Do visions of the “big payoff” make sense? News accounts of college signing days and multimillion dollar pro contracts can blind many parents to the harsh sifting process that regulates entry into the collegiate and professional ranks.  No matter what parents do, few youth leaguers will ever be talented enough to play big-time collegiate sports, and fewer still will ever reach the pros. 

Professional athletes are so talented that they sometimes make their games look deceptively easy, but it has been estimated that the odds against a child’s reaching the pros in any sport are about 12,000 to one, or higher.  Two million children participate in competitive gymnastics each year, for example, but only seven or eight participate in the Olympics every four years.  Less than 4% of varsity high school football players move on to college football, and less than 1% of college players are offered professional contracts.  For every 2300 high school senior basketball players, only 40 will play college basketball and only one will play in the National Basketball Association. Because many pros enjoy only brief stints in the big leagues, the odds against enjoying a successful pro career are even more overwhelming.

With numbers like these, parents eyeing the collegiate ranks or the pros might as well play the state lottery.  Like adults who see a lottery winner’s smiling face in the newspaper and rush out to buy tickets, sports parents are sometimes tantalized by media accounts of players like Tiger Woods and Mickey Mantle, whose fathers pushed them and won the “lottery” when their child made it big.  The newspaper photos show only the one winner, however, and not the thousands or millions of losers. These media accounts are noteworthy precisely because they are so extraordinary, and rare winners do nothing to improve the overwhelming odds facing everyone else. 

Taking Chances on the Future

Life is full of uncertainties and even risks.  We take a chance whenever we choose to do something today, solely or primarily because we hope that it will lead to something desirable in the future. If we achieve our aspiration, we win; if not, we may lose.  Sometimes taking a chance today makes sense, such as when students choose to study indoors on a sunny day because they want to earn higher grades and achieve a higher class standing on the way to graduation and future employment. But taking a chance may make much less sense when adults impose artificial pressure on their children’s games, hoping that today’s sacrifices will lead to collegiate or professional sports careers that are highly unlikely ever to happen.

Before we finished talking each year, I would urge our players’ parents to support their children, root hard for them in every game, provide the best equipment they can, and help the children work through victories and defeats alike.  But I would also remind the parents that in youth sports, adult-imposed pressure can be counterproductive. About 70% of child athletes quit by their early teen years, often because they are tired of being cut, benched or continually hectored by parents and coaches.  This stunning number suggests that the adults’ artificial pressure likely aborts many more collegiate and professional careers than it creates.  Some children who quit playing early, before ever developing skills and demonstrating genuine talent, would have had a better chance of reaching the collegiate or pro ranks with supportive parents who pursued reasonable opportunities but allowed them to engage in natural play in their earliest years.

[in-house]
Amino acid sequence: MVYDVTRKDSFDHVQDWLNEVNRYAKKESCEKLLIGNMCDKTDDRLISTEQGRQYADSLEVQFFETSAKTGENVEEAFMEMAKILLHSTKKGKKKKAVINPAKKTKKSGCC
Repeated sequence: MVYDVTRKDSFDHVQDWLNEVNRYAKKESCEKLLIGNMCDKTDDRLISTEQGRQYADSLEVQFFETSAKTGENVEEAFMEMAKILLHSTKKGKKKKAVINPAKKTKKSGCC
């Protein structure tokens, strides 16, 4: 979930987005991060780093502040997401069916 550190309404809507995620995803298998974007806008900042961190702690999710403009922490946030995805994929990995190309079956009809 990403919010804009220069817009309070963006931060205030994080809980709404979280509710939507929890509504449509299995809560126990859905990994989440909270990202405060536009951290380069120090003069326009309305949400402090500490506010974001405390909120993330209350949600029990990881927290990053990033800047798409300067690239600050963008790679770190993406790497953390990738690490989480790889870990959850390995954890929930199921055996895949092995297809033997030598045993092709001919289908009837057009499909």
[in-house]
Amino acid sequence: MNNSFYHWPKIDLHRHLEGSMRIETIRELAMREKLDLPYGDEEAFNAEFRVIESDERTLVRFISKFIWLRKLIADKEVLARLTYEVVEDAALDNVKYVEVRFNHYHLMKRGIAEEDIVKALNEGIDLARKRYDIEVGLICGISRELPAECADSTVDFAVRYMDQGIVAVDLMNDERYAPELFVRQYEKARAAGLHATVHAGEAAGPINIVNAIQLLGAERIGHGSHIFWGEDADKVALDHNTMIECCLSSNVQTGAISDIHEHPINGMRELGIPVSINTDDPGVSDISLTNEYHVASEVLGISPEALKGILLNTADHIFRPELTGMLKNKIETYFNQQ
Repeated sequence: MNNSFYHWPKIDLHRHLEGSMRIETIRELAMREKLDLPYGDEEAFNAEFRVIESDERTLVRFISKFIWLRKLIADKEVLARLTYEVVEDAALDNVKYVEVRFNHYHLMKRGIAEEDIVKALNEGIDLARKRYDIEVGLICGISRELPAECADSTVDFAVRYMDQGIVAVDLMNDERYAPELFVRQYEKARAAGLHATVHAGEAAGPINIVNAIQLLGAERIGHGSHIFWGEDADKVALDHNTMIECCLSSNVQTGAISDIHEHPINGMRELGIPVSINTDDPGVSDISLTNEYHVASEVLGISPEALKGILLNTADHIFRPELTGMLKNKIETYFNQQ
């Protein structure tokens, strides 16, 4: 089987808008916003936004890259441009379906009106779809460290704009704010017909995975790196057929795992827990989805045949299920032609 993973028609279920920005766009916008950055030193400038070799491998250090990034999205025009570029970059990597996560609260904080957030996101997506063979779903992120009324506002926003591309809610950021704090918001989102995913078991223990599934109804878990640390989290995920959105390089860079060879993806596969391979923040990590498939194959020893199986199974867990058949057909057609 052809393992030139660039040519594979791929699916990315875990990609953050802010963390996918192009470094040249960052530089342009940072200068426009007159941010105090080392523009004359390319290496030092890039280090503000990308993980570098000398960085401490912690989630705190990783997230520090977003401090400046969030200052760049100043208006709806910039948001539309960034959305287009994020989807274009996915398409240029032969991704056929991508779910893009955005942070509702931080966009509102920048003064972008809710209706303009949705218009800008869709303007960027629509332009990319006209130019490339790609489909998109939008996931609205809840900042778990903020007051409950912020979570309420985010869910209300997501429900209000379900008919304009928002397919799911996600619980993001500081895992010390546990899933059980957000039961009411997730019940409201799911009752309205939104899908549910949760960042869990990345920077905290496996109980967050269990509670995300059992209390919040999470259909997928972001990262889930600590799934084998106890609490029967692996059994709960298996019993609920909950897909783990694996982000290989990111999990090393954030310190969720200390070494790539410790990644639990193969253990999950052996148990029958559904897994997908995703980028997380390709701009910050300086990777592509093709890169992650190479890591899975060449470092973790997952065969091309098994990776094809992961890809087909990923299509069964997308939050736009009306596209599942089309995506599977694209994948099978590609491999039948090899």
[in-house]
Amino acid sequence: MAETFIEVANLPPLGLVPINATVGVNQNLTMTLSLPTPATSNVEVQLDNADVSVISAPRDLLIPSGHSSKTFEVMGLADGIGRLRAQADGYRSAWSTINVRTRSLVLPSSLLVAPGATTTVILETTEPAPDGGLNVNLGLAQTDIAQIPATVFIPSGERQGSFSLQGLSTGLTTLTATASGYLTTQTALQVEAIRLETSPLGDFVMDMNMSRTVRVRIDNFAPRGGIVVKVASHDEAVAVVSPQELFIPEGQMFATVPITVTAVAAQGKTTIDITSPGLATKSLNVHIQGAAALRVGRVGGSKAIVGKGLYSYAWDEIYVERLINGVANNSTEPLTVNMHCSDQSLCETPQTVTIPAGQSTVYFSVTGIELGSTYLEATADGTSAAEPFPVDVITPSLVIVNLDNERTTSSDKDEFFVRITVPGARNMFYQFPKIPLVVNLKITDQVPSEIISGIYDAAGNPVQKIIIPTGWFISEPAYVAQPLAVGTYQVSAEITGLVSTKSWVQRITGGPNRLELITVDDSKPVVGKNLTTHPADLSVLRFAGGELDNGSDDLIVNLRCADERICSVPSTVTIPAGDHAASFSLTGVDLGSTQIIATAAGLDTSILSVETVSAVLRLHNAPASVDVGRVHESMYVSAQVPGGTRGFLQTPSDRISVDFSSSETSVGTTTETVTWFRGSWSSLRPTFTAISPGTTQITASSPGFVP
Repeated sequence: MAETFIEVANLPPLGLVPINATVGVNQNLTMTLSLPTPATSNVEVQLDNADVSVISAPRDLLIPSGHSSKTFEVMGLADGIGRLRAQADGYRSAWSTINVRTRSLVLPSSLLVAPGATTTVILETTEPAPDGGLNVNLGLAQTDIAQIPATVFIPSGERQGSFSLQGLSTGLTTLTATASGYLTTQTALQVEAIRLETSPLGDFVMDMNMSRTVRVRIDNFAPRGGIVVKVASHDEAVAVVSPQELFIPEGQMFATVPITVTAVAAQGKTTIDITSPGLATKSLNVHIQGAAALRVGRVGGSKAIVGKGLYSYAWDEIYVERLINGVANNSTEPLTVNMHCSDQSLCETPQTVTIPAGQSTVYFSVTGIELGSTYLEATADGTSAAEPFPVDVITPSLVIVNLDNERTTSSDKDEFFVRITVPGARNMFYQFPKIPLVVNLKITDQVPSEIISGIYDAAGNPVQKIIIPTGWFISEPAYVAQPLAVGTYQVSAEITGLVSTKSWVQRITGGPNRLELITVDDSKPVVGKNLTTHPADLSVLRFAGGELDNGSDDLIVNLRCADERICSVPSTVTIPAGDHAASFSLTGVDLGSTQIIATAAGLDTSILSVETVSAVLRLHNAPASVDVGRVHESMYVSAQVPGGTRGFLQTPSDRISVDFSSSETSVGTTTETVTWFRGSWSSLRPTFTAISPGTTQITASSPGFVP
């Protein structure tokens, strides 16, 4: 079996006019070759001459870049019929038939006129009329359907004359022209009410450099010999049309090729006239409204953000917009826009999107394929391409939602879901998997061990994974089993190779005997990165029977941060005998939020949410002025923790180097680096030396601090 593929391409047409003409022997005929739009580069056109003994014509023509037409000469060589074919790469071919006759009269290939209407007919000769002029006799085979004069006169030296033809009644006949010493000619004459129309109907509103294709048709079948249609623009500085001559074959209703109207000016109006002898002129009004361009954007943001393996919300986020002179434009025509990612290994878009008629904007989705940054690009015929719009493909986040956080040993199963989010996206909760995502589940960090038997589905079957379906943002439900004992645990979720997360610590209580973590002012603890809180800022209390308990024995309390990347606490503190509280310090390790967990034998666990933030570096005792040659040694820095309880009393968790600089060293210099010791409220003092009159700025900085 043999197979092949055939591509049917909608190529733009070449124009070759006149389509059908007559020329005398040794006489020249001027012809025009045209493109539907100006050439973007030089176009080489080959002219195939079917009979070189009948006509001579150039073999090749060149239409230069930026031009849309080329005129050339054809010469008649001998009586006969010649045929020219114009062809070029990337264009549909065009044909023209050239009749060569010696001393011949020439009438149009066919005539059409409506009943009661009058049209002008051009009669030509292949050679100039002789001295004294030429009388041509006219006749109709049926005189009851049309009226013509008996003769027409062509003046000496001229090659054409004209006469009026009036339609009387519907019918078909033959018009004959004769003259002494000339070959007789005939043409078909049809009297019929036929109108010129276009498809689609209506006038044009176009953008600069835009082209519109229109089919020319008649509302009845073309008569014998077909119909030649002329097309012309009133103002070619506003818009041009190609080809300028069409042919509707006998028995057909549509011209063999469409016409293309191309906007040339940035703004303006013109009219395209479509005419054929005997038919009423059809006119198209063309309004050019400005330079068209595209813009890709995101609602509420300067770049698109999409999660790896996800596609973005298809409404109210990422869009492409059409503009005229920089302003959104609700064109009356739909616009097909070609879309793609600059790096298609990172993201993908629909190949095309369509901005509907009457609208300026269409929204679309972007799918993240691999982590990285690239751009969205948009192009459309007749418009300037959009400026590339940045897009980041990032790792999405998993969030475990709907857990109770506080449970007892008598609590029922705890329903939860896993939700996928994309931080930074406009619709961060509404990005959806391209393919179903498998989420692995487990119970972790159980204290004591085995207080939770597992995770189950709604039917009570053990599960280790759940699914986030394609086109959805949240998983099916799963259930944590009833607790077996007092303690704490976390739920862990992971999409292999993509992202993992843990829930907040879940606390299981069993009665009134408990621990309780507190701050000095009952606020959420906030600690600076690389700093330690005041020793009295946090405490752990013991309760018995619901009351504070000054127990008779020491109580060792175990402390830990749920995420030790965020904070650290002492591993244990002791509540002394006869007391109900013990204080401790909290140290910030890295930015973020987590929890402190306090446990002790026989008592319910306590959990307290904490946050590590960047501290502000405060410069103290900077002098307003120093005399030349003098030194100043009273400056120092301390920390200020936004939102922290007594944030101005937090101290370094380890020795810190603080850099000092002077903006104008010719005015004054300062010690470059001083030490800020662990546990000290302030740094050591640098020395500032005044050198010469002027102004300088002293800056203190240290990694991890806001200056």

[Source: Douglas E. Abrams, The Challenge Facing Parents and Coaches in Youth Sports: Assuring Children Fun and Equal Opportunity, Villanova Sports & Entertainment Law Journal, vol. 8, pp. 253-92 (2002)]

The Lesson of Jeremy Lin: A Personal Reflection

First, let me start with this: if you haven’t seen Jeremy Lin, the sensational new point guard for the NY Knicks, play yet, do yourself a favor and make sure you do.

Your impressions will be just like mine: Wow, is this kid quick! It’s amazing how fast he is when he drives to the hoop. He’s got terrific peripheral eyesight – he sees the court with remarkable vision. And he shoots like an All-Star veteran.

So…if you can spot all this about Lin, and I can see this, how come ALL the pro and college coaches and scouts couldn’t see this? Here’s a 6-3 guard who led his HS team in California to a state championship, but the only two D-I programs that sniffed at him were Harvard and Brown, not exactly known as basketball powerhouses. Then, after a terrific career at Harvard, Lin isn’t drafted by anyone in the NBA. He gets signed as an undrafted free agent, bounces around for a year, and then lands as a benchplayer for the Knicks.

Nobody, but nobody, thought this kid was going anywhere as a pro player. And it was good that Lin majored in economics at Harvard, because the time was getting close for him to start thinking about applying to business school.

But I’m getting ahead of myself. The REAL story of Jeremy Lin is that for every kid who sits on the bench in sports, this is their hero. Lin personifies in every way the lament of every benchwarmer who pleads: “Coach, just give me a shot…I know I can play. Just put me in the game.”